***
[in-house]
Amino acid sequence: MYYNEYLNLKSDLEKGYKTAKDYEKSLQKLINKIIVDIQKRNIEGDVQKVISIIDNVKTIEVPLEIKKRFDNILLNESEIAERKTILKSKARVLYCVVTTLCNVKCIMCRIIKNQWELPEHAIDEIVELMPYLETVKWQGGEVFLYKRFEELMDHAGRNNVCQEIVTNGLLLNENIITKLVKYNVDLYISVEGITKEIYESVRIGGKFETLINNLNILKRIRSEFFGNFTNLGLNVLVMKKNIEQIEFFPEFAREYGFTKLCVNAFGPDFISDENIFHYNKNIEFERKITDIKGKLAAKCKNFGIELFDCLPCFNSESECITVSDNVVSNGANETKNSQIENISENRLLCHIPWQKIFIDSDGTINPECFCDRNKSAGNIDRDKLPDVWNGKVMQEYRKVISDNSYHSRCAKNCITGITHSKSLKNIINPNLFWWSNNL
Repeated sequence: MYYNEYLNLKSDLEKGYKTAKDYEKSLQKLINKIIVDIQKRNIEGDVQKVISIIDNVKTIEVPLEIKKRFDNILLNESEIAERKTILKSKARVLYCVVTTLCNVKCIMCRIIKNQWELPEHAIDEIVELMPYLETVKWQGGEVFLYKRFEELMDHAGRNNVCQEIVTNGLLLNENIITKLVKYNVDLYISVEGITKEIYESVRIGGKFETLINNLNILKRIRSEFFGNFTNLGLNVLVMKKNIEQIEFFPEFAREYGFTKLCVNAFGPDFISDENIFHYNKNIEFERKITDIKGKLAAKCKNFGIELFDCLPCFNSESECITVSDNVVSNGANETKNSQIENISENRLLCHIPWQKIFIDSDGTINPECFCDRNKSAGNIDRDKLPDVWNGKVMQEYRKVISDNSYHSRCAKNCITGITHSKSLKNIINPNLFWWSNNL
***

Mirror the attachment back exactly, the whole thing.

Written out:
[in-house]
Amino acid sequence: MYYNEYLNLKSDLEKGYKTAKDYEKSLQKLINKIIVDIQKRNIEGDVQKVISIIDNVKTIEVPLEIKKRFDNILLNESEIAERKTILKSKARVLYCVVTTLCNVKCIMCRIIKNQWELPEHAIDEIVELMPYLETVKWQGGEVFLYKRFEELMDHAGRNNVCQEIVTNGLLLNENIITKLVKYNVDLYISVEGITKEIYESVRIGGKFETLINNLNILKRIRSEFFGNFTNLGLNVLVMKKNIEQIEFFPEFAREYGFTKLCVNAFGPDFISDENIFHYNKNIEFERKITDIKGKLAAKCKNFGIELFDCLPCFNSESECITVSDNVVSNGANETKNSQIENISENRLLCHIPWQKIFIDSDGTINPECFCDRNKSAGNIDRDKLPDVWNGKVMQEYRKVISDNSYHSRCAKNCITGITHSKSLKNIINPNLFWWSNNL
Repeated sequence: MYYNEYLNLKSDLEKGYKTAKDYEKSLQKLINKIIVDIQKRNIEGDVQKVISIIDNVKTIEVPLEIKKRFDNILLNESEIAERKTILKSKARVLYCVVTTLCNVKCIMCRIIKNQWELPEHAIDEIVELMPYLETVKWQGGEVFLYKRFEELMDHAGRNNVCQEIVTNGLLLNENIITKLVKYNVDLYISVEGITKEIYESVRIGGKFETLINNLNILKRIRSEFFGNFTNLGLNVLVMKKNIEQIEFFPEFAREYGFTKLCVNAFGPDFISDENIFHYNKNIEFERKITDIKGKLAAKCKNFGIELFDCLPCFNSESECITVSDNVVSNGANETKNSQIENISENRLLCHIPWQKIFIDSDGTINPECFCDRNKSAGNIDRDKLPDVWNGKVMQEYRKVISDNSYHSRCAKNCITGITHSKSLKNIINPNLFWWSNNL